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Tag : recognition


Invisible women of science – now appearing at the Royal Society

Scientists, an exhibition opening on Monday at the Royal Society as part of its Summer Science Exhibition, raises the profile of accomplished women scientists.

Women in science have an image problem. It is not so much deciding whether they should aspire to the hard image of being a scientist or the soft image of being feminine, it is the more serious problem of invisibility. Nowhere is this more obvious than in our august institutions, our imposing portrait galleries and grand museums.  There is a dearth of dignified portraits of women scientists produced by distinguished artists.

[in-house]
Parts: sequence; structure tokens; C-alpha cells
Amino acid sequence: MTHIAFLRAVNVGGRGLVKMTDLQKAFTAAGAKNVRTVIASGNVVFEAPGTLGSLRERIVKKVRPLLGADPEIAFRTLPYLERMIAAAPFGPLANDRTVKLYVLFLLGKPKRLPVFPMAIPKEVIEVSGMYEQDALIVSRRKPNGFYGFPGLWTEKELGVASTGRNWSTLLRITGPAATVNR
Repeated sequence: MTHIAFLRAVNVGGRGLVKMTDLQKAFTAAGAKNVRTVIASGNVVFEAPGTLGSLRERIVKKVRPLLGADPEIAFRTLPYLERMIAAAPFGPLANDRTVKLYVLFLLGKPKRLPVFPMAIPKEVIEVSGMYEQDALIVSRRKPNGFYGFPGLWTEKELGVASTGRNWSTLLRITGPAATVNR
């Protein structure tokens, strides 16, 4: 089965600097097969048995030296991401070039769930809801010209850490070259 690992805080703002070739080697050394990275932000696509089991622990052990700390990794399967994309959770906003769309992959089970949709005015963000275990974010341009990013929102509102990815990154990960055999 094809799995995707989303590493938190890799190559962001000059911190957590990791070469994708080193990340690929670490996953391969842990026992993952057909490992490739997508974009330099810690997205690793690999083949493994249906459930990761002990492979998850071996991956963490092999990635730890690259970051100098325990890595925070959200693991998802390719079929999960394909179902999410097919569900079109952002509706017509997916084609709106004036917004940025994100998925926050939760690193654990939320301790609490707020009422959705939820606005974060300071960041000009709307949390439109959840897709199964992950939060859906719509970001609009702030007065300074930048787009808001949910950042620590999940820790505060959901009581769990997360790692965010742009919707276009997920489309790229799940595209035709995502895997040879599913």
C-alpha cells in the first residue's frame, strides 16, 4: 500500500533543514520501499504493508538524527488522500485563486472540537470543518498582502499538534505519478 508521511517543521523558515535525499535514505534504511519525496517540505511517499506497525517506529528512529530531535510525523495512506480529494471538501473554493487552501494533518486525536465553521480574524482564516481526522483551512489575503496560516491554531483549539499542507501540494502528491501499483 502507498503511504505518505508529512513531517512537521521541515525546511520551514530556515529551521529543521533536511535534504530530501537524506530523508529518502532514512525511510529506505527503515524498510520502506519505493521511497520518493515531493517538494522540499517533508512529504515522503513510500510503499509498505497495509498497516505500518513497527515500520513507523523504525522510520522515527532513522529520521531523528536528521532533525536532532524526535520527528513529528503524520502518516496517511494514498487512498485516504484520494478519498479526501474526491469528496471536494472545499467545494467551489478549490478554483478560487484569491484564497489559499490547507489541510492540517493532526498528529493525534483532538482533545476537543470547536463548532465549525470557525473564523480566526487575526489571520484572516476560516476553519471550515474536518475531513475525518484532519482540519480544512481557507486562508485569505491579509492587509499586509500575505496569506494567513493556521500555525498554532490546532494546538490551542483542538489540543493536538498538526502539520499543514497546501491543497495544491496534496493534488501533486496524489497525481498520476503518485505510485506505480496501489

There are historical reasons for this. In the Royal Society’s buildings there are many portraits of great scientists, mainly donated, and many portraits of past presidents, usually commissioned. It is not surprising that there are few portraits of women since women have only been admitted as Fellows since 1945. The exhibition, simply called “Scientists”, gives an opportunity to show them off.  This exhibition, part of the Royal Society’s Summer Science Exhibition and one of the many activities it is undertaking to promote and increase diversity both at the society and within the scientific community, includes loans of works and, for the first time, commissioned drawings.